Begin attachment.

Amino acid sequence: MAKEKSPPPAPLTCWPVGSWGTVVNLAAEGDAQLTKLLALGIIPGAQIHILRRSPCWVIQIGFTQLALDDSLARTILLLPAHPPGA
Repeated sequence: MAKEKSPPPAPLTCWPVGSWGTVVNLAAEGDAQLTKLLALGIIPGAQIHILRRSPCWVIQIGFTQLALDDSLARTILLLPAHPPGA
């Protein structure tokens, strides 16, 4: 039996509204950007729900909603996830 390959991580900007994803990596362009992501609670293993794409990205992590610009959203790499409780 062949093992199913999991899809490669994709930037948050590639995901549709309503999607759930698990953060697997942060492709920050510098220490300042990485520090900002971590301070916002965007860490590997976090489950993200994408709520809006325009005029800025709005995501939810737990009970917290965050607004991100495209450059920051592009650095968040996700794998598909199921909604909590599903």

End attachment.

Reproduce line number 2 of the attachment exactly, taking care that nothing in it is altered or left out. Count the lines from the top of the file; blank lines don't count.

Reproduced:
Repeated sequence: MAKEKSPPPAPLTCWPVGSWGTVVNLAAEGDAQLTKLLALGIIPGAQIHILRRSPCWVIQIGFTQLALDDSLARTILLLPAHPPGA